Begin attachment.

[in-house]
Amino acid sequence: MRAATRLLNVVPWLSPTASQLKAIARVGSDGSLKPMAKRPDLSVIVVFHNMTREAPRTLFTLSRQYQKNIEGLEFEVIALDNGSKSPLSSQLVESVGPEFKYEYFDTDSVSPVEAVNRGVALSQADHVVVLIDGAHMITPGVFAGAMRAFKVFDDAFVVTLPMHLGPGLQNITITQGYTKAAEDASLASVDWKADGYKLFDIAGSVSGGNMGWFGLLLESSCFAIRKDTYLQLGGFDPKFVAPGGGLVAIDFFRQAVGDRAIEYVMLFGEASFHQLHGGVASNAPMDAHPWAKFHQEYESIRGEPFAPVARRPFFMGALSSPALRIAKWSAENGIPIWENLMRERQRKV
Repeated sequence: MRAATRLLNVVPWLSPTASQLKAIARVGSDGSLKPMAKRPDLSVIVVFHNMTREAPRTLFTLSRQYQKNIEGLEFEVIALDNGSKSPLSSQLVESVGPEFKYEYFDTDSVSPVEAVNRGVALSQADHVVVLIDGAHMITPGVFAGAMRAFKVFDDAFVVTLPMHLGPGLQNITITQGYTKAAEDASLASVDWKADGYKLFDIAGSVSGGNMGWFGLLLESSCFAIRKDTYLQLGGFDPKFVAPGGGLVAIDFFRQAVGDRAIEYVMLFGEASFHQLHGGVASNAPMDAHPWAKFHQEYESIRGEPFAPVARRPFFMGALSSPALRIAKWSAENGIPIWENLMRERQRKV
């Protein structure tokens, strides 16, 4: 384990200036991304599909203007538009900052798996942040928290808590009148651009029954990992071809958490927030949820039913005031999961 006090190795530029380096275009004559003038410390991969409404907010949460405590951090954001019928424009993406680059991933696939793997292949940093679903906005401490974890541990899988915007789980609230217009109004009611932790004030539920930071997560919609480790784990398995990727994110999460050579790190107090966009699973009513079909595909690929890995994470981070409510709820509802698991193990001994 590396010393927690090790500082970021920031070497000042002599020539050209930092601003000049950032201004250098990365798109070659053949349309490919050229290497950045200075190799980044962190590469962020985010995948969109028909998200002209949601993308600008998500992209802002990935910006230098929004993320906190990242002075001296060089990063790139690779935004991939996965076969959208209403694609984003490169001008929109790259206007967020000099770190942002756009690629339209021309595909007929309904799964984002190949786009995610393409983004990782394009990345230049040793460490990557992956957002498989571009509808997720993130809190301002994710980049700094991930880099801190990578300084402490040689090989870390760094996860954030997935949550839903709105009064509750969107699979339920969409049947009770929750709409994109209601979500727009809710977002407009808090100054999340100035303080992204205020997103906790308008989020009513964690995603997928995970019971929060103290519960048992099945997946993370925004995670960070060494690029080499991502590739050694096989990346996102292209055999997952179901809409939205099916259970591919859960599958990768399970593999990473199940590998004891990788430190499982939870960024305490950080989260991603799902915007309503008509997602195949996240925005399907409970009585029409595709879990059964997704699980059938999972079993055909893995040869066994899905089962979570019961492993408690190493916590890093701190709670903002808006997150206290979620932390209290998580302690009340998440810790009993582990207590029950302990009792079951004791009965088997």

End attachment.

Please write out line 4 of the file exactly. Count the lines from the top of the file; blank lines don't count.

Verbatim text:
């Protein structure tokens, strides 16, 4: 384990200036991304599909203007538009900052798996942040928290808590009148651009029954990992071809958490927030949820039913005031999961 006090190795530029380096275009004559003038410390991969409404907010949460405590951090954001019928424009993406680059991933696939793997292949940093679903906005401490974890541990899988915007789980609230217009109004009611932790004030539920930071997560919609480790784990398995990727994110999460050579790190107090966009699973009513079909595909690929890995994470981070409510709820509802698991193990001994 590396010393927690090790500082970021920031070497000042002599020539050209930092601003000049950032201004250098990365798109070659053949349309490919050229290497950045200075190799980044962190590469962020985010995948969109028909998200002209949601993308600008998500992209802002990935910006230098929004993320906190990242002075001296060089990063790139690779935004991939996965076969959208209403694609984003490169001008929109790259206007967020000099770190942002756009690629339209021309595909007929309904799964984002190949786009995610393409983004990782394009990345230049040793460490990557992956957002498989571009509808997720993130809190301002994710980049700094991930880099801190990578300084402490040689090989870390760094996860954030997935949550839903709105009064509750969107699979339920969409049947009770929750709409994109209601979500727009809710977002407009808090100054999340100035303080992204205020997103906790308008989020009513964690995603997928995970019971929060103290519960048992099945997946993370925004995670960070060494690029080499991502590739050694096989990346996102292209055999997952179901809409939205099916259970591919859960599958990768399970593999990473199940590998004891990788430190499982939870960024305490950080989260991603799902915007309503008509997602195949996240925005399907409970009585029409595709879990059964997704699980059938999972079993055909893995040869066994899905089962979570019961492993408690190493916590890093701190709670903002808006997150206290979620932390209290998580302690009340998440810790009993582990207590029950302990009792079951004791009965088997």